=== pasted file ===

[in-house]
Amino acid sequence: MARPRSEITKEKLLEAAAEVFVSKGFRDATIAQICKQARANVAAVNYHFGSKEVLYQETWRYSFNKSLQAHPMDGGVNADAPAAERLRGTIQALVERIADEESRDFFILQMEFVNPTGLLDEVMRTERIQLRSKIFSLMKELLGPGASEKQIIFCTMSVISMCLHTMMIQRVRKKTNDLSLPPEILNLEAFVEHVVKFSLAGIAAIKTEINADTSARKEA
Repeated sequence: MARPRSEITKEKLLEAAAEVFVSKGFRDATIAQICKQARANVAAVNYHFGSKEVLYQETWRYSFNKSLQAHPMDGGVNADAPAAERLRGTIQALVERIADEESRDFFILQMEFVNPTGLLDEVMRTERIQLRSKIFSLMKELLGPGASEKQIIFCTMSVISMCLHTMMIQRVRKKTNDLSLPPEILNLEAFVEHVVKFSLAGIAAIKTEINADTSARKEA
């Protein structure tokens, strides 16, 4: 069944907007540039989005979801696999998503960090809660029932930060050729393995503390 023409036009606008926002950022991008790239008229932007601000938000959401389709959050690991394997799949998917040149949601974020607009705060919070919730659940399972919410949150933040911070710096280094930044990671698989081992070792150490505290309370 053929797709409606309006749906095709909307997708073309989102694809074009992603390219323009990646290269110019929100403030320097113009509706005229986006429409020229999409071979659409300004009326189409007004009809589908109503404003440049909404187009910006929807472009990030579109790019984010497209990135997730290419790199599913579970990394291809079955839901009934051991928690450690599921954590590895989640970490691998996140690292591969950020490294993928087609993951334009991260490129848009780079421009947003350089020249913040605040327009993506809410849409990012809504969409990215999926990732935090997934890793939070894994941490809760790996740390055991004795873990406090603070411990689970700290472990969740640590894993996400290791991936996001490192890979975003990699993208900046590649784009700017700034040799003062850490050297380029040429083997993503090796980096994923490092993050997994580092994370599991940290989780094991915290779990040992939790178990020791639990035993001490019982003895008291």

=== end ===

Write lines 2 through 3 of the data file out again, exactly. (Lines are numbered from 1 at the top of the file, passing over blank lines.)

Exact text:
Amino acid sequence: MARPRSEITKEKLLEAAAEVFVSKGFRDATIAQICKQARANVAAVNYHFGSKEVLYQETWRYSFNKSLQAHPMDGGVNADAPAAERLRGTIQALVERIADEESRDFFILQMEFVNPTGLLDEVMRTERIQLRSKIFSLMKELLGPGASEKQIIFCTMSVISMCLHTMMIQRVRKKTNDLSLPPEILNLEAFVEHVVKFSLAGIAAIKTEINADTSARKEA
Repeated sequence: MARPRSEITKEKLLEAAAEVFVSKGFRDATIAQICKQARANVAAVNYHFGSKEVLYQETWRYSFNKSLQAHPMDGGVNADAPAAERLRGTIQALVERIADEESRDFFILQMEFVNPTGLLDEVMRTERIQLRSKIFSLMKELLGPGASEKQIIFCTMSVISMCLHTMMIQRVRKKTNDLSLPPEILNLEAFVEHVVKFSLAGIAAIKTEINADTSARKEA